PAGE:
A VGA Connector Outline on a rainbow background
Benj Edwards/How-To Geek

You’ve probably seen a VGA video connector on the back of a TV set, video projector, or even on a computer. We’ll explain what it is, where it came from, and help you decide if you should use it.

Video Graphics Array: An Analog Video Standard

VGA (short for Video Graphics Array) is an analog video standard created by IBM in 1987 for the IBM PS/2 series of computers. Since then, the computer industry has extended the standard and included it in millions of products. VGA uses a high-density 15-pin D-sub connector (called DE-15), often with two thumb screws to secure the connector in place.

A male VGA connector on a cable end

Until the arrival of DVI (then HDMI shortly after that), computers commonly used VGA connections between a video card and a monitor. Roughly speaking, VGA was most popular on IBM PC-compatible computers from around 1990 to 2005, although some laptops continued to include the connector well into the digital video era, likely because of the port’s common use in TV sets and video projectors used for presentations in businesses, schools, and universities.

RELATED: 40 Years Later: What Was it Like to Use an IBM PC in 1981?

VGA Standard vs. VGA Connector

It’s important to note that “VGA” can mean different things based on context. For example, there’s a difference between the VGA graphics standard and the VGA connector itself. Traditionally, the strict definition of VGA includes a specific set of video modes, such as 640×480 with 16 colors or 320×200 with 256 colors. Those 16 or 256 colors are pulled from a palette of 262,144 colors.

The default 256-color VGA palette, known as Mode 13h.
The default 256-color VGA palette, known as Mode 13h.

But what we often call the “VGA connector” on more recent devices such as computers, TV sets, and video projectors can often support much higher resolutions and color depths than the strict definition of the VGA video standard. Historically, those resolutions were called “Super VGA” or “XGA” at times. VGA is also backward compatible with earlier IBM video standards such as CGA and EGA. Over time, it’s been easier to lump them all into “VGA” because they used the original VGA connector.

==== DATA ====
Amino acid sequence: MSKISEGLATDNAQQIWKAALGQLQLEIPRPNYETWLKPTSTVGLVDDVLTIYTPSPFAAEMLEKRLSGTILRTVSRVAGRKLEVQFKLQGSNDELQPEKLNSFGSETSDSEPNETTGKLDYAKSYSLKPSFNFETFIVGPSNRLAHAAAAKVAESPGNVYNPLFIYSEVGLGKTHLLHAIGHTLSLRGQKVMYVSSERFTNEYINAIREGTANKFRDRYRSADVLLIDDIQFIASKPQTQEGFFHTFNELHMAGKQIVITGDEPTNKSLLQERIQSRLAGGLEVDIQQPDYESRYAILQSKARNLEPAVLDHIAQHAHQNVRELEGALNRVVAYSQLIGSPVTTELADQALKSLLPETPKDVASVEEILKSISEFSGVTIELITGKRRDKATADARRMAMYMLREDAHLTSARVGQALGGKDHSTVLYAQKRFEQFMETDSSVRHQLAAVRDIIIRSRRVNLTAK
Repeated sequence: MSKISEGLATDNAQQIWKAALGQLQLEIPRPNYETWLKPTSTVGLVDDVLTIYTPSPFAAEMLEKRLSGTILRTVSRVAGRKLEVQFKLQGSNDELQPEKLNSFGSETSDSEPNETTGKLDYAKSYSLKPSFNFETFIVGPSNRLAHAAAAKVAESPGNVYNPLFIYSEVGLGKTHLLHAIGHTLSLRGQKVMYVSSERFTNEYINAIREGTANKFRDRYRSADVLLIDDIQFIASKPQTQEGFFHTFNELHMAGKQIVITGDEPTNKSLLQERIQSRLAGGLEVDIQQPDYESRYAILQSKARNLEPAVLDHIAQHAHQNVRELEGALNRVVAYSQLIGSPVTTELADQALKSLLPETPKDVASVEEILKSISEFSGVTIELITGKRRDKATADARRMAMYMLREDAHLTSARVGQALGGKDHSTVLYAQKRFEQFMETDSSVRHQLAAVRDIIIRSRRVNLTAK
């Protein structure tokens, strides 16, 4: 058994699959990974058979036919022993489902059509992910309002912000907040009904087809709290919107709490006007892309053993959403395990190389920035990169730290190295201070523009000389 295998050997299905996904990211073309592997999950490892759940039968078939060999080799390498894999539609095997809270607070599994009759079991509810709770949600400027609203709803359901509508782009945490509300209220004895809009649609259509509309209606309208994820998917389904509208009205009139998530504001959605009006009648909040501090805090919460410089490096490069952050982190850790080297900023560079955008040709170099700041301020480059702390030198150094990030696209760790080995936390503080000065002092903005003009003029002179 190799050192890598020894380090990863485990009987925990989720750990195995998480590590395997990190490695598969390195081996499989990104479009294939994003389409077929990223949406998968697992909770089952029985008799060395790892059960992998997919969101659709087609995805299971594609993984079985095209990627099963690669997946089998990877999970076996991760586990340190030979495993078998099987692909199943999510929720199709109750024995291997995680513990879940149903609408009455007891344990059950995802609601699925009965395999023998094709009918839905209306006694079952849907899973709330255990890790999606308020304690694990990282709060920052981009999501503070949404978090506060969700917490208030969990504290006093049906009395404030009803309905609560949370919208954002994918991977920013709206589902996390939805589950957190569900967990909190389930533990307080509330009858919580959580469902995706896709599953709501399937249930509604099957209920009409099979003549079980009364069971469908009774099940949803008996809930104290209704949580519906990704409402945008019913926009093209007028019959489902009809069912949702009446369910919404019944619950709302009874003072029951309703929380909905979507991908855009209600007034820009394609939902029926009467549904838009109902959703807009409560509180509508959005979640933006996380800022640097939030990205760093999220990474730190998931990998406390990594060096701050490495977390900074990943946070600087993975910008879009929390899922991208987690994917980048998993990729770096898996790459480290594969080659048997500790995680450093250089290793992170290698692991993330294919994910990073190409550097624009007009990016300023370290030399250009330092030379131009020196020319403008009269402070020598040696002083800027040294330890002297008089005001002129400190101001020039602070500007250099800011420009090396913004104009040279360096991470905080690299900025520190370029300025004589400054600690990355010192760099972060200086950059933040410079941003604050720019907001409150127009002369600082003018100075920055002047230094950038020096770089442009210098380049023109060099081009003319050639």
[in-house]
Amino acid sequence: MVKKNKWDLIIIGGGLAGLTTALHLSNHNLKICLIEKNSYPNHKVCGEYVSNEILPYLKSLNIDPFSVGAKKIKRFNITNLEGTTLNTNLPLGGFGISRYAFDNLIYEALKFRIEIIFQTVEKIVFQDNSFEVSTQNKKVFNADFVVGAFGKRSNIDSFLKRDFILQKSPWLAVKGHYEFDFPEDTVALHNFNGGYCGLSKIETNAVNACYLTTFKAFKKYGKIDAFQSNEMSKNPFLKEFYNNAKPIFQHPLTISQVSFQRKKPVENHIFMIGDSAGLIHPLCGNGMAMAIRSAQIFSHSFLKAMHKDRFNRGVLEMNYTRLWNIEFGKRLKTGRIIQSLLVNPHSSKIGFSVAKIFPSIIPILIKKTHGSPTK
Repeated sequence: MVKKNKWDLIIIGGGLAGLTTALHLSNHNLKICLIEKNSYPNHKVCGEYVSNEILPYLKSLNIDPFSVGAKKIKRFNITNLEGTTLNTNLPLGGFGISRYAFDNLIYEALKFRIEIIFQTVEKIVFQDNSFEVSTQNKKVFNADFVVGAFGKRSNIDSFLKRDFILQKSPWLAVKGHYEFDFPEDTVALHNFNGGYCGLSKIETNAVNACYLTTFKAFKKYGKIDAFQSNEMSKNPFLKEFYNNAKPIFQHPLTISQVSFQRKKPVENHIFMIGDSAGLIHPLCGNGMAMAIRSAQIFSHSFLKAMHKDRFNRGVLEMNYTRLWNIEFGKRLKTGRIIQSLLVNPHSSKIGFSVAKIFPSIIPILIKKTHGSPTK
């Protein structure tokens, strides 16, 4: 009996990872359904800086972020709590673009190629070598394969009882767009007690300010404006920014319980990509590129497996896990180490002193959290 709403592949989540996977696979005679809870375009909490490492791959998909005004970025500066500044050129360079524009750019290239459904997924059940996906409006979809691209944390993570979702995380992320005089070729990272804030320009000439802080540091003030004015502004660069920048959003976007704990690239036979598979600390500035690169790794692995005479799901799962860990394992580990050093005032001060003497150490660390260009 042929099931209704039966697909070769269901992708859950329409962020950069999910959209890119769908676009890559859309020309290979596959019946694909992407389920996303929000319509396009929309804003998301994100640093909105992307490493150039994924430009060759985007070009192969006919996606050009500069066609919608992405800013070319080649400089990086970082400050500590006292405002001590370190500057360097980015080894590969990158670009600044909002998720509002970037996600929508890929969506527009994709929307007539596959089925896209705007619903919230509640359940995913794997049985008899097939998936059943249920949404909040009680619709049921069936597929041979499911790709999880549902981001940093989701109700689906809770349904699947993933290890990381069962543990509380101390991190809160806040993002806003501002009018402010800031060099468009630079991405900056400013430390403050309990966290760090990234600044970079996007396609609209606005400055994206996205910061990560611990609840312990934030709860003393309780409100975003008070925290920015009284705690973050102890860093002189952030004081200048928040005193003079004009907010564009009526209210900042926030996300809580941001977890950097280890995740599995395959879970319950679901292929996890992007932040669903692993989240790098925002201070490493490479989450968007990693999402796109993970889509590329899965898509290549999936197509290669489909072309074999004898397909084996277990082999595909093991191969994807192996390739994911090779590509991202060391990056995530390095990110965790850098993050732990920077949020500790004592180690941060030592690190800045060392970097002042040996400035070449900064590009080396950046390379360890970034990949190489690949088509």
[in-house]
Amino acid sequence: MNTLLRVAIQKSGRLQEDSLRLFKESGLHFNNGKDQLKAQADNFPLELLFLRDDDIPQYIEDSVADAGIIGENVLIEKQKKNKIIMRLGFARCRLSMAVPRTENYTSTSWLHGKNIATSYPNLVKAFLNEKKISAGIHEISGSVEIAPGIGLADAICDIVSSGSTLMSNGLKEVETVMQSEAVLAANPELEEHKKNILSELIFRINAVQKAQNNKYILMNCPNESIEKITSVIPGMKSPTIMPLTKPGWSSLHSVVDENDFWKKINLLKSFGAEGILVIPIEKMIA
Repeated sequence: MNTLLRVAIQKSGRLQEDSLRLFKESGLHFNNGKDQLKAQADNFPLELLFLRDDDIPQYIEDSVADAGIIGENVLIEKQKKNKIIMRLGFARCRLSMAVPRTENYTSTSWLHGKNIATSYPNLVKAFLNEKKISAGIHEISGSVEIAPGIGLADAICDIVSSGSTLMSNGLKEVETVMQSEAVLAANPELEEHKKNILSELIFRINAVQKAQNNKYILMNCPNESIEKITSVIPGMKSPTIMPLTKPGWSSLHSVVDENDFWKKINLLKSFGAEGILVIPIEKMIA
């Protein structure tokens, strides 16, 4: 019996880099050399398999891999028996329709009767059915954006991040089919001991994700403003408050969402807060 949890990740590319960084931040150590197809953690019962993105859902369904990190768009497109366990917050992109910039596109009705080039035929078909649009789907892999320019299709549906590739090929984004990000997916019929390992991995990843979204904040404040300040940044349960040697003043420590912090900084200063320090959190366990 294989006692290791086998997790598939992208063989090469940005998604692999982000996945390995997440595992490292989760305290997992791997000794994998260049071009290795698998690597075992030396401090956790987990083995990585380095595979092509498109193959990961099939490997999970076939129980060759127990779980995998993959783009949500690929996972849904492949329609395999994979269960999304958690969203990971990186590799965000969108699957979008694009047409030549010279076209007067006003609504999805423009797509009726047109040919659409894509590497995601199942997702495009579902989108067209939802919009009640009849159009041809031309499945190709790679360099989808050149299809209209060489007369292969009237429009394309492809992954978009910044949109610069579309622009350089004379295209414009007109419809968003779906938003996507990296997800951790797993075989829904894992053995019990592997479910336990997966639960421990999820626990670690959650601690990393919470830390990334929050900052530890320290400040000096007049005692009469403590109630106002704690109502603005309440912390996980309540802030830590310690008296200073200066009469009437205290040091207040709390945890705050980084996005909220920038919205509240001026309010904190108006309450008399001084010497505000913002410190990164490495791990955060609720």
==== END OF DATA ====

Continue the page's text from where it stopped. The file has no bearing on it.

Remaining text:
Should I Use VGA or Something Else?

Whether you should use VGA or not depends on that application and what you have available. Generally speaking, if you’re using a modern computer or TV set, you’ll want to reach for a digital connection standard such as HDMI first, which will give you a much higher level of detail and sharper picture quality.

An array of video port types.
Alexandr III/Shutterstock.com

If you only have a choice between VGA and older analog video standards such as composite video or S-Video, you should choose VGA, as it will result in improved picture quality.

In some cases, such as legacy projector installations in lecture halls, churches, or business conference rooms, you might not have any choice other than VGA. If you don’t have a VGA port on your machine (which is typically the case these days with newer hardware), you can purchase an HDMI to VGA adapter.

Rankie 1080P Active HDMI to VGA Adapter

An excellent way to hook a modern HDMI-capable device to a VGA input on a monitor, TV, or projector. Tested by How-To Geek staff.

For example, for the past four years, we’ve used a Rankie 1080P HDMI to VGA adapter that includes an audio output port. It supports a wide array of resolutions and works seamlessly, with no need for drivers. To power it, you’ll need to plug its included USB cord into a port on your device.

You’ll also need a high-quality VGA cable to plug into the HDMI to VGA adapter and also into the VGA-capable display. You can find great VGA cables (such as this one) on Amazon easily. Good luck!

Profile Photo for Benj Edwards Benj Edwards
Benj Edwards is a former Associate Editor for How-To Geek. Now, he is an AI and Machine Learning Reporter for Ars Technica. For over 15 years, he has written about technology and tech history for sites such as The Atlantic, Fast Company, PCMag, PCWorld, Macworld, Ars Technica, and Wired. In 2005, he created Vintage Computing and Gaming, a blog devoted to tech history. He also created The Culture of Tech podcast and regularly contributes to the Retronauts retrogaming podcast.
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